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    Shaina Aber, a policy director at the US Jesuit Conference said that US was acting irresponsibly by funding the Guatemalan Army's efforts to stop possible immigrants.

    CIUDAD TECUN UMAN, GUATEMALA, November 13 (RIA Novosti) – Washington is acting irresponsibly by funding the Guatemalan Army's efforts to stop would-be immigrants from crossing the border into Mexico, Shaina Aber, a policy director at the US Jesuit Conference, told RIA Novosti on Thursday.

    "The US is funding the Guatemalan military on the border with Mexico, training them and providing them with equipment and funding to interdict and intercept people, especially children and families, and keep them from crossing the border," Aber said.

    She added Guatemala has also "created new places, which they call processing centers, where they hold migrants in detention. The purpose of these programs is to intercept people before they cross an international border and to send them home. This represents a breach of international responsibility towards people who are often fleeing from persecution or other sources of harm."

    The US Embassy in Guatemala and the US State Department did not respond to requests for a comment.

    The United States spends $18 billion each year on drones, guard posts and other forms of border security as well as funding Mexico and Central American states to halt the flows of migrants headed north to look for jobs and to join relatives.

    US President Barack Obama has promised to reform what he calls a "broken" immigration system in the United States and is expected to offer temporary deportation relief to some of the estimated 11.3 million immigrants who live in America without papers.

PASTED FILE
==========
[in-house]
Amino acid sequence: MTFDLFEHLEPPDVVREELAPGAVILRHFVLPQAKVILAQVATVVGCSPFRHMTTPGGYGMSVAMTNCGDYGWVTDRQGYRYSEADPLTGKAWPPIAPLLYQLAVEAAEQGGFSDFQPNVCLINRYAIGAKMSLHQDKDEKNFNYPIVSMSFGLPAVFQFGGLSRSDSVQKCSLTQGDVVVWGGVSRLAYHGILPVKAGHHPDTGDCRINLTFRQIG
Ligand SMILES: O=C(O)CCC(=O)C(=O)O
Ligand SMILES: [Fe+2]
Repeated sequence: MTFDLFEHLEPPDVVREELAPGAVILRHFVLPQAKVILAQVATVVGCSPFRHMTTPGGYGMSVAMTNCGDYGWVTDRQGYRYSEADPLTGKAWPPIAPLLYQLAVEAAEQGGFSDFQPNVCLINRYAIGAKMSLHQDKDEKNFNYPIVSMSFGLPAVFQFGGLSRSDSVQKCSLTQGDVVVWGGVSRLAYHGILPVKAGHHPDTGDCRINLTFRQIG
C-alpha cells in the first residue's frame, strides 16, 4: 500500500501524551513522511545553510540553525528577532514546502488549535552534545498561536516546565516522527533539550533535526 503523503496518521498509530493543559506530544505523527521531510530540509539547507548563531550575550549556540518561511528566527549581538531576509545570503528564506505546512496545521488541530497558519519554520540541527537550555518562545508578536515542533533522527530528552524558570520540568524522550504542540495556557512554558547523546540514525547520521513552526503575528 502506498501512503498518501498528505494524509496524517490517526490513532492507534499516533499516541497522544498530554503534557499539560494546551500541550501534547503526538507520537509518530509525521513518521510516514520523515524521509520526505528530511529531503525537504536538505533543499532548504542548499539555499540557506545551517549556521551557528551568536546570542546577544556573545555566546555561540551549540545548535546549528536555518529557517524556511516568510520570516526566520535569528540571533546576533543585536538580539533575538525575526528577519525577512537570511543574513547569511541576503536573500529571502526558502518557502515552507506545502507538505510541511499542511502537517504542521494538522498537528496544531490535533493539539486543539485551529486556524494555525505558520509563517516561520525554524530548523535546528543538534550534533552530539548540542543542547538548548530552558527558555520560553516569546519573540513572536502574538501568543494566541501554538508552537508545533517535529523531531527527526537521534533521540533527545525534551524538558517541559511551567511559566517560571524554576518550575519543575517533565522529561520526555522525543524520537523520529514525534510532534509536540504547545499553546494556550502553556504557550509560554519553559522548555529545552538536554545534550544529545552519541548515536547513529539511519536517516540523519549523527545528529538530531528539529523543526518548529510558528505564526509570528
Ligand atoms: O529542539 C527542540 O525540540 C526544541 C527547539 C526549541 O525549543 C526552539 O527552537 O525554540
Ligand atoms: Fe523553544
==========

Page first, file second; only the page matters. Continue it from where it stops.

But Republicans warn against changing immigration rules, saying reforms should not benefit people who have entered the country illegally. Others say a soft touch will encourage more desperate Latin Americans to risk the journey, with its dangers of rapes and kidnappings by criminal gangs.

    Rights groups say many immigrants – including children – are fleeing from drug gangs and other dangers and are deported without getting the chance to seek asylum. Other critics say that mass deportations cause emotional upheaval and family break-ups.

    Aber is the co-author of the report "US Support and Assistance for Interdictions, Interceptions, and Border Security Measures in Mexico, Honduras, and Guatemala Undermine Access to International Protection."


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    migrants, funding, Guatemala, US
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